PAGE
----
MANDATORY BUILDING INSPECTIONS Ė PART TWO
Eric Glazer, Esq.
Published June 13, 2022
So last week we discussed the fact that the change in the law
will now require every condominium building in the state that is
3 stories or higher and at least 30 years old (25 years old if
within 3 miles of the coast) to undergo a Phase One inspection,
every 10 years, by a licensed architect or engineer who is
looking for visual signs of structural damage to the building.
Now if Iím the guy doing the Phase One Inspection, itís pretty
likely that Iím going to find something that requires a Phase
Two inspection. Why not? Is it worth the potential liability
for saying the building is fine and then someone is injured or
killed because of a structural defect? Of course not. So count
on lots of Phase Two Inspections. Here is what that entails:
Ė Only If found to be necessary after the Phase One Inspection
(b) A phase two of the milestone inspection must be performed if
any substantial structural deterioration is identified during
phase one. A phase two inspection may involve destructive or
nondestructive testing at the inspector's direction. The
inspection may be as extensive or as limited as necessary to
fully assess areas of structural distress in order to confirm
that the building is structurally sound and safe for its
intended use and to recommend a program for fully assessing and
repairing distressed and damaged portions of the building. When
determining testing locations, the inspector must give
preference to locations that are the least disruptive and most
easily repairable while still being representative of the
structure. An inspector who completes a phase two milestone
inspection shall prepare and submit an inspection report
pursuant to subsection (8).
(8) Upon completion of a phase one or phase two milestone
inspection, the architect or engineer who performed the
inspection must submit a sealed copy of the inspection report
with a separate summary of, at minimum, the material findings
and recommendations in the inspection report to the condominium
association or cooperative association, and to the building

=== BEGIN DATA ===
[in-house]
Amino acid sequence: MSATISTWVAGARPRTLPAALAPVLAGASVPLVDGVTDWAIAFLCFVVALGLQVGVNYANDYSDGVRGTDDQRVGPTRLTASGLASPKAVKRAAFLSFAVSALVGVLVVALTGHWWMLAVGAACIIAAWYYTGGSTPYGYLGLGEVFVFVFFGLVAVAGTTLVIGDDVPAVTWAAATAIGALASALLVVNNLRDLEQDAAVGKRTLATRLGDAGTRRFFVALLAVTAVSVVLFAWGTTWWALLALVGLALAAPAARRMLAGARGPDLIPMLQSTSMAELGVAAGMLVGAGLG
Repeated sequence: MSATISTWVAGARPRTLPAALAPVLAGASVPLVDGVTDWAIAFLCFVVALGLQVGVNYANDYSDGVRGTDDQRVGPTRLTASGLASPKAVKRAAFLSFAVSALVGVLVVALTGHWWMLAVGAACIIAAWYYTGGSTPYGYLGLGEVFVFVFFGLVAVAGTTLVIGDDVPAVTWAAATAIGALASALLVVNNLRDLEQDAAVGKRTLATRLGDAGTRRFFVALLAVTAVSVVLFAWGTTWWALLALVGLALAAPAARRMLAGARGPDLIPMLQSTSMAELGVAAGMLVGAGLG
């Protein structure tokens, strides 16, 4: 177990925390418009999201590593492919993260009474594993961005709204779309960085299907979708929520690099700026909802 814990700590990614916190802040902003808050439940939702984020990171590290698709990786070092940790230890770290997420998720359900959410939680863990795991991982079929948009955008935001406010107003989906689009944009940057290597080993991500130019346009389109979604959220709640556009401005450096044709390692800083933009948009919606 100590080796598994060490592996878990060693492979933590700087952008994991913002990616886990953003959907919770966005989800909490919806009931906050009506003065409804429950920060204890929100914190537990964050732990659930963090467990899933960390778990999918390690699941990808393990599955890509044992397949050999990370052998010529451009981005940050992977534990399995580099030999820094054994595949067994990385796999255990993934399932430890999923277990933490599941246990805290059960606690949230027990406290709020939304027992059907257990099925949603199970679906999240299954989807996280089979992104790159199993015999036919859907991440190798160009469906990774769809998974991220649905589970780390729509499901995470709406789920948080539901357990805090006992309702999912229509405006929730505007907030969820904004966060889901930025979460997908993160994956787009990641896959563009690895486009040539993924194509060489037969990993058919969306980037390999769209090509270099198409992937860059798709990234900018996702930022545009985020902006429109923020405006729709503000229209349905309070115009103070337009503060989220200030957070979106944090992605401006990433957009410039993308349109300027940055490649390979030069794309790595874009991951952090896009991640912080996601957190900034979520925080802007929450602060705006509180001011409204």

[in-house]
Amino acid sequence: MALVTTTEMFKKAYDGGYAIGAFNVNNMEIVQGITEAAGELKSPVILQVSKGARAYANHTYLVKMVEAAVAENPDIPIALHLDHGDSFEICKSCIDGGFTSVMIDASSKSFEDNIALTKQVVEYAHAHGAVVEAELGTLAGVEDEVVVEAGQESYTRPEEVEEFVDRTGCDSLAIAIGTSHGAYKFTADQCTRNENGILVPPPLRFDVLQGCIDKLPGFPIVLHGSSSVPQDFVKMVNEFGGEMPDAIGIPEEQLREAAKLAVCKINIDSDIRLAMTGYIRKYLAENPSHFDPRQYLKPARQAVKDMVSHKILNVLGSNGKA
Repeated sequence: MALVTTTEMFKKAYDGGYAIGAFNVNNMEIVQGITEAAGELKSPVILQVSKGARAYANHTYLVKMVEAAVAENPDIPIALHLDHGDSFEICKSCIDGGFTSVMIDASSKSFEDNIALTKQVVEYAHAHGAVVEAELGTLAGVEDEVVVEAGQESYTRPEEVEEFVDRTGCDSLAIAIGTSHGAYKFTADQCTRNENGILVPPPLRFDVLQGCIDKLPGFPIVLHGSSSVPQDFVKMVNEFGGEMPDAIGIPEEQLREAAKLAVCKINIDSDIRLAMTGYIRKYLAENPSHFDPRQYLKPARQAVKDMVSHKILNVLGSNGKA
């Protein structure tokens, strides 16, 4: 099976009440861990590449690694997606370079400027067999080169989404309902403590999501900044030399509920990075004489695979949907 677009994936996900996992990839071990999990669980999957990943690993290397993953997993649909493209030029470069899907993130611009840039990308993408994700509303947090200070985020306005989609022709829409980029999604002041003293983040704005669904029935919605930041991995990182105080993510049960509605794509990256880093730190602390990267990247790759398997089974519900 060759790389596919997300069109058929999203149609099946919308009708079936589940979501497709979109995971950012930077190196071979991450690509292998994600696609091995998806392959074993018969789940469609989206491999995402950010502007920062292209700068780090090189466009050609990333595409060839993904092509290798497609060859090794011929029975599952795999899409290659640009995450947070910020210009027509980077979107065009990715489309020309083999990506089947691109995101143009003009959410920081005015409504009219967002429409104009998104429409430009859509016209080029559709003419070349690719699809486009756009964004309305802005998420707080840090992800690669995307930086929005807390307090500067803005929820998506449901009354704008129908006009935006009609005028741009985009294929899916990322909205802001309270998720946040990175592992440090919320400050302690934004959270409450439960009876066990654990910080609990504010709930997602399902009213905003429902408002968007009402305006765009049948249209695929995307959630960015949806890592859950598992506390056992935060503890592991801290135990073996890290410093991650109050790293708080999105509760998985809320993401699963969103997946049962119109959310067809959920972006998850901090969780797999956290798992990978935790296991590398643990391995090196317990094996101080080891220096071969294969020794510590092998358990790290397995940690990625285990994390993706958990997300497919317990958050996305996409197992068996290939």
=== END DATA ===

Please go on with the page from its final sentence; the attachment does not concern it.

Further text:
official of the local government which has jurisdiction. The
inspection report must, at a minimum, meet all of the following
(a) Bear the seal and signature, or the electronic signature, of
the licensed engineer or architect who performed the
(b) Indicate the manner and type of inspection forming the basis
for the inspection report.
(c) Identify any substantial structural deterioration, within a
reasonable professional probability based on the scope of the
inspection, describe the extent of such deterioration, and
identify any recommended repairs for such deterioration.
(d) State whether unsafe or dangerous conditions, as those terms
are defined in the Florida Building Code, were observed.
(e) Recommend any remedial or preventive repair for any items
that are damaged but are not substantial structural
(f) Identify and describe any items requiring further
THE ASSOCIATIONíS RESPONSIBILITY
(9) The association must distribute a copy of the
inspector-prepared summary of the inspection report to each
condominium unit owner or cooperative unit owner, regardless of
the findings or recommendations in the report, by United States
mail or personal delivery and by electronic transmission to unit
owners who previously consented to receive notice by electronic
transmission; must post a copy of the inspector-prepared summary
in a conspicuous place on the condominium or cooperative
property; and must publish the full report and inspector
prepared summary on the association's website, if the
association is required to have a website.
(10) A local enforcement agency may prescribe timelines and
penalties with respect to compliance with this section.
(11) A board of county commissioners may adopt an ordinance
requiring that a condominium or cooperative association schedule
or commence repairs for substantial structural deterioration
within a specified timeframe after the local enforcement agency
receives a phase two inspection report; however, such repairs
must be commenced within 365 days after receiving such report.
If an association fails to submit proof to the local enforcement
agency that repairs have been scheduled or have commenced for
substantial structural deterioration identified in a phase two
inspection report within the required timeframe, the local
enforcement agency must review and determine if the building is
unsafe for human occupancy.
The bottom line is that if forced to do a Phase One inspection,
you can ensure you will be required to do a Phase Two
Inspection. The Phase Two Inspection will be costly and the
architect or engineer performing the study has full reign over
the property. What they say needs fixing, needs fixing. And
what do they have to lose in stating that certain structural
repairs should be made? On the other hand, they have a lot to
lose if they donít recommend a fix and catastrophe strikes.
Rest assured that Phase Two Study will require repairs and they
wonít come cheap.
Next week we discuss the new laws regarding Mandatory reserves.